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Tuesday, September 16, 2008

Basketball league kicked out of Jewish Center

By STEPHANIE AKIN
Staff Writer

The Jewish Center must stop leasing its gymnasium to a basketball league, the Fair Lawn Zoning Board has ruled.

In a 6-1 vote yesterday, the board denied the Jewish Center’s appeal of a September 2007 decision that it was unlawfully operating a commercial business in a residential neighborhood.

Residents have complained for more than a year about the sound of whistles, crowd noise and even post-game fights in the Alexander Avenue parking lot.

Representatives of the center have said they have complied with residents’ requests to reduce neighborhood disruptions and wanted to keep the contract with the International Youth Basketball league because it was an important source of revenue. The league held as many as four games a night on weeknights last spring and had games all day on many weekends, according to its Web site.

Leonard Kaufmann, an attorney for the Jewish Center, said his clients are considering their options, including appealing the decision, modifying the lease to address the zoning board concerns or not leasing the gymnasium to a league at all.

“We feel that our legal position, which is that we feel we are permitted to have basketball play in the gym, including played by a tenant, was completely vindicated,” Kaufmann said. “The Zoning Board did raise some issues about this particular tenant. If the basketball were to continue, those concerns would certainly be addressed.”

The board will sign a resolution finalizing its decision at its meeting next month, after which the Jewish Center will have 45 days to file an appeal.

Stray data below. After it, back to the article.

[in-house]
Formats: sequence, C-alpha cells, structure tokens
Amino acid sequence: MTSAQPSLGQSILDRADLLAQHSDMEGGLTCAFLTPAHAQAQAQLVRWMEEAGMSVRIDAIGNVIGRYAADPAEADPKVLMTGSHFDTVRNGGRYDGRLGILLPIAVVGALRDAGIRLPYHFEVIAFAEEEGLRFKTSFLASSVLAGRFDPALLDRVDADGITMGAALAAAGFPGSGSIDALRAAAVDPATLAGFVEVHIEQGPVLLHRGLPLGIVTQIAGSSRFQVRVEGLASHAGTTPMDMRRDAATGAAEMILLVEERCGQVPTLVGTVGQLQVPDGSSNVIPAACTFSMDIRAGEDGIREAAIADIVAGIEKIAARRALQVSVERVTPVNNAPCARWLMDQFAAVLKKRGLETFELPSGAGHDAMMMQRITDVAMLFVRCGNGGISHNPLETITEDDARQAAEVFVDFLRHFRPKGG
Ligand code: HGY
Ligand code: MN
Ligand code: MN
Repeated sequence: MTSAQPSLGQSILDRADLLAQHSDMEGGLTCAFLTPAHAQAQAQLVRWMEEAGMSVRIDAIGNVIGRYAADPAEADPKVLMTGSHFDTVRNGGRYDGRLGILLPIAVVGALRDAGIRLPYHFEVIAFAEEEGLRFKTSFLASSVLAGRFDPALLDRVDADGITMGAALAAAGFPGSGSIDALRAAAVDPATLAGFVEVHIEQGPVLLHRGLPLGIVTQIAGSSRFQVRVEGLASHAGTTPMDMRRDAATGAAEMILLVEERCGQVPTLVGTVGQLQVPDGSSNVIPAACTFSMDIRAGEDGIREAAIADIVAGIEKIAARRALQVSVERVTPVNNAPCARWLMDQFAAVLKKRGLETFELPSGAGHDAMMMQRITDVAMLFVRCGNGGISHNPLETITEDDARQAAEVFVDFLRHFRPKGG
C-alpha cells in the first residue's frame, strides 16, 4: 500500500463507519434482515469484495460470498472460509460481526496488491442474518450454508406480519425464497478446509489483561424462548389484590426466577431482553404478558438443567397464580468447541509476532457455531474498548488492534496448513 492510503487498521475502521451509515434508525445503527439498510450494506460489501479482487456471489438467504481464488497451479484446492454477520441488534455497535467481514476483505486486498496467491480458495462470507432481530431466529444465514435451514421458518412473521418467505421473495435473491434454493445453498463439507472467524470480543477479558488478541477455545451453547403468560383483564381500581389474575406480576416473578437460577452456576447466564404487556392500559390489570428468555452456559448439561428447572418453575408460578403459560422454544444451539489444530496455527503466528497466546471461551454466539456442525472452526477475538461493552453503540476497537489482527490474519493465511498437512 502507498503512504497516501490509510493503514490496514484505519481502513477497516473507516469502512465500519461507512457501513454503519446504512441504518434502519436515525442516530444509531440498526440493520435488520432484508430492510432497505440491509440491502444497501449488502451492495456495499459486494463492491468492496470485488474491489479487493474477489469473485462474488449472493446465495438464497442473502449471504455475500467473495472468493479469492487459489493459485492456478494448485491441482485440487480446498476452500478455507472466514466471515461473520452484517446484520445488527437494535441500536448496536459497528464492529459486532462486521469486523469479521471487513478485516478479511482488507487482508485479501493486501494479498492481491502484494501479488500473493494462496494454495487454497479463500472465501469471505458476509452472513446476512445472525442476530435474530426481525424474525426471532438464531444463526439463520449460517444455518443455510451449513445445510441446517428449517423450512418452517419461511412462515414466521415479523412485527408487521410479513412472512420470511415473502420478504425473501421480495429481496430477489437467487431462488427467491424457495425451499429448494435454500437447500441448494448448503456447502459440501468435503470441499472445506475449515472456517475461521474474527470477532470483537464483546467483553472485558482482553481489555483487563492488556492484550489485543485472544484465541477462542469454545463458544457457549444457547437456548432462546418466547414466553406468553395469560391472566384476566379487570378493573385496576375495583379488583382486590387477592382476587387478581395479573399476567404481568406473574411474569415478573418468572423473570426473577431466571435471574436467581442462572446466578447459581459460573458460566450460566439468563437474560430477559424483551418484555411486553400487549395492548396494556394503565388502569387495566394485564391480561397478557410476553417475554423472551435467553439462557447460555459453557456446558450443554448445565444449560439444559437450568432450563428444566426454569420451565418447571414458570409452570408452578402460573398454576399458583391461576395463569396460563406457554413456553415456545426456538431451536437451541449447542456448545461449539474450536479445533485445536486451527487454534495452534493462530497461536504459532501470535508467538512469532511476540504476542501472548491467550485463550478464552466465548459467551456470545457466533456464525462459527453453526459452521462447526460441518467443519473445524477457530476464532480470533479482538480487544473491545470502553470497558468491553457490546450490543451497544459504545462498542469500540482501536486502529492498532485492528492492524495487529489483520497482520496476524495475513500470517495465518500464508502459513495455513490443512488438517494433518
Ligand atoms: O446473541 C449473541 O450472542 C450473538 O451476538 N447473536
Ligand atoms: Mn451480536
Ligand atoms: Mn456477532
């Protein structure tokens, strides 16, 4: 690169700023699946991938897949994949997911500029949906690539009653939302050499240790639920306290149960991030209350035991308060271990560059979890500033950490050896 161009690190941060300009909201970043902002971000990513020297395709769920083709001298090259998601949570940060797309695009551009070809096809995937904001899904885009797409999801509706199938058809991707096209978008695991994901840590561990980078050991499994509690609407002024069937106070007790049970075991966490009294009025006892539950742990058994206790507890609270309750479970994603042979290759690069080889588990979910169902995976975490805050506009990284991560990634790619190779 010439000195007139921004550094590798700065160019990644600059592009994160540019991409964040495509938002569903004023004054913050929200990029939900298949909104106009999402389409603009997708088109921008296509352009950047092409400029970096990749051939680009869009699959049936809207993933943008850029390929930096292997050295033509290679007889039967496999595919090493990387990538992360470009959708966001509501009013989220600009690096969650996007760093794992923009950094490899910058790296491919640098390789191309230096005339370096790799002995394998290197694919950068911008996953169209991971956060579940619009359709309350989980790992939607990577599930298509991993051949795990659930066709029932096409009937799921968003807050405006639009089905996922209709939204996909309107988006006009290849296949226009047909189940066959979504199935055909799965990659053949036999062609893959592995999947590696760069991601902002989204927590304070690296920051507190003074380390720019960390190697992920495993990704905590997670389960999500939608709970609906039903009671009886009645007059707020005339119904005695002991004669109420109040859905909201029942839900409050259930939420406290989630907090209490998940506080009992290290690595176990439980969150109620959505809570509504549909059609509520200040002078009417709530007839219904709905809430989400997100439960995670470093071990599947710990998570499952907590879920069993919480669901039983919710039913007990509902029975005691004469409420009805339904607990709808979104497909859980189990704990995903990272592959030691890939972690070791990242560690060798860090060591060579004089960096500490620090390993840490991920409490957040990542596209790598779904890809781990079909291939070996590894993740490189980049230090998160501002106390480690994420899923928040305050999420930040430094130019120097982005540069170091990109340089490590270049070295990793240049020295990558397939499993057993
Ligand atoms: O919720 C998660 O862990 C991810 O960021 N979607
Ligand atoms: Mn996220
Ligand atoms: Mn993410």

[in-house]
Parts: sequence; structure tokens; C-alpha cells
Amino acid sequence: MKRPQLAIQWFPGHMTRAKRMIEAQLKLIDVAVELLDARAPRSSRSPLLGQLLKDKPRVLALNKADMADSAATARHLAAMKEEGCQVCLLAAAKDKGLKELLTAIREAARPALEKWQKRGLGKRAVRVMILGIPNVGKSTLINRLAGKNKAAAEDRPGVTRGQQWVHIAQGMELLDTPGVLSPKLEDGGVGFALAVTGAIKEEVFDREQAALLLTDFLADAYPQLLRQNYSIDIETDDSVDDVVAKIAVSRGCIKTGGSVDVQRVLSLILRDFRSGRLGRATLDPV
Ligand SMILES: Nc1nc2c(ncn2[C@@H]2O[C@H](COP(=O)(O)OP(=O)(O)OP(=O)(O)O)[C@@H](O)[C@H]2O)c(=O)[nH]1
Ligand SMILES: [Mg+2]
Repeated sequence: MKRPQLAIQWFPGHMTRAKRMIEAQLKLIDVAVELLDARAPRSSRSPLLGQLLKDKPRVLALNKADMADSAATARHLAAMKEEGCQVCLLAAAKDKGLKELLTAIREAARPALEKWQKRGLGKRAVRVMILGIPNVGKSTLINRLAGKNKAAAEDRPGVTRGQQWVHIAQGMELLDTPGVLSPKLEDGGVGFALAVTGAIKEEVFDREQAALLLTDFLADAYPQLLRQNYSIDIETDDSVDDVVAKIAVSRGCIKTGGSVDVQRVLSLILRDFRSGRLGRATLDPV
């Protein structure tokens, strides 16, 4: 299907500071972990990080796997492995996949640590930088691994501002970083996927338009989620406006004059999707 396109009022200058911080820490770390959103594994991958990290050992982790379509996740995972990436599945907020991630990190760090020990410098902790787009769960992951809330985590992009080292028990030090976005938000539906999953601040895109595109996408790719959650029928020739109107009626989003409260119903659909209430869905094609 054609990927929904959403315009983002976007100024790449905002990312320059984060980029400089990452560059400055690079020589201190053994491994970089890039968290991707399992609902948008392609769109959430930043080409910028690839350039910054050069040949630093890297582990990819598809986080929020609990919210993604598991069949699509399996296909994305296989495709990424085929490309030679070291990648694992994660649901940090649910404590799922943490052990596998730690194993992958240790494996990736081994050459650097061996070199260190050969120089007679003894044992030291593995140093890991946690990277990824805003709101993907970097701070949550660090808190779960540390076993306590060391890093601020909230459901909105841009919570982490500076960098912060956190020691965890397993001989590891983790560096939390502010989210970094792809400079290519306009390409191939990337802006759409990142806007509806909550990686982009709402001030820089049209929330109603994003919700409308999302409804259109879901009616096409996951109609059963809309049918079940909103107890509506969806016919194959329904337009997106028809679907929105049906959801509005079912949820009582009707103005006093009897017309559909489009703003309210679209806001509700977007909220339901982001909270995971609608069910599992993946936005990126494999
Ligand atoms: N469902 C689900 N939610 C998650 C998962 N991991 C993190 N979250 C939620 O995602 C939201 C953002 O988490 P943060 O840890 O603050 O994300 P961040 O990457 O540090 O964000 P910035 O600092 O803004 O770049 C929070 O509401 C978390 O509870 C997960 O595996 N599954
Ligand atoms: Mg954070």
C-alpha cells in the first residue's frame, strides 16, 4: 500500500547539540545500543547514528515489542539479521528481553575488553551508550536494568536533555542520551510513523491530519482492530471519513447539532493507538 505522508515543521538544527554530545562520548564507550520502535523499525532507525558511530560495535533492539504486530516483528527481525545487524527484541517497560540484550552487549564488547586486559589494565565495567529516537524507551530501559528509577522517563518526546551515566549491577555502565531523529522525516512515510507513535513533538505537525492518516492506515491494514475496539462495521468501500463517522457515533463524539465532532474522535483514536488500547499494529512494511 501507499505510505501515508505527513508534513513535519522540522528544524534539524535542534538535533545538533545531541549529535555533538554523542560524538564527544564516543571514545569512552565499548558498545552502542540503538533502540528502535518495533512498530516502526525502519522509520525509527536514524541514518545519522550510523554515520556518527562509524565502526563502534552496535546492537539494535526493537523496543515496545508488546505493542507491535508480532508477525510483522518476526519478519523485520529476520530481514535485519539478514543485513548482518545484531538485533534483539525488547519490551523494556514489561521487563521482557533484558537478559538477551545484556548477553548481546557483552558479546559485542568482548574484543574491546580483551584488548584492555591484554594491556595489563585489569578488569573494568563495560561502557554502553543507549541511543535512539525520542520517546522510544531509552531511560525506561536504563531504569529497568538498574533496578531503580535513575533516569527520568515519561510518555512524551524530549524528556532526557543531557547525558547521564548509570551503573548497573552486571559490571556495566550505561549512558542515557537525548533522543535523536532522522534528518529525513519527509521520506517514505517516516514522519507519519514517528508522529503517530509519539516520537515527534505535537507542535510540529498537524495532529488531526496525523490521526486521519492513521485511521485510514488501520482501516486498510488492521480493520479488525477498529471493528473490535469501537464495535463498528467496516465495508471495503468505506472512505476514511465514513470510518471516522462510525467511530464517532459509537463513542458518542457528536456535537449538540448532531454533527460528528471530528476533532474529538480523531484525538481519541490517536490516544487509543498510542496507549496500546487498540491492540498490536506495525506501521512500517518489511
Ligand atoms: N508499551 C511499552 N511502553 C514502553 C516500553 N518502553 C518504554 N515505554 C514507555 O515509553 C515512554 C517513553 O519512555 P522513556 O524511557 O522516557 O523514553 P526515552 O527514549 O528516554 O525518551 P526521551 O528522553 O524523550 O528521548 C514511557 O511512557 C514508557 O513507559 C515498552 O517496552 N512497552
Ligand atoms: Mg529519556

The Jewish Center must stop leasing its gymnasium to a basketball league, the Fair Lawn Zoning Board has ruled.

In a 6-1 vote yesterday, the board denied the Jewish Center’s appeal of a September 2007 decision that it was unlawfully operating a commercial business in a residential neighborhood.

Residents have complained for more than a year about the sound of whistles, crowd noise and even post-game fights in the Alexander Avenue parking lot.

Representatives of the center have said they have complied with residents’ requests to reduce neighborhood disruptions and wanted to keep the contract with the International Youth Basketball league because it was an important source of revenue. The league held as many as four games a night on weeknights last spring and had games all day on many weekends, according to its Web site.

Leonard Kaufmann, an attorney for the Jewish Center, said his clients are considering their options, including appealing the decision, modifying the lease to address the zoning board concerns or not leasing the gymnasium to a league at all.

“We feel that our legal position, which is that we feel we are permitted to have basketball play in the gym, including played by a tenant, was completely vindicated,” Kaufmann said. “The Zoning Board did raise some issues about this particular tenant. If the basketball were to continue, those concerns would certainly be addressed.”

The board will sign a resolution finalizing its decision at its meeting next month, after which the Jewish Center will have 45 days to file an appeal.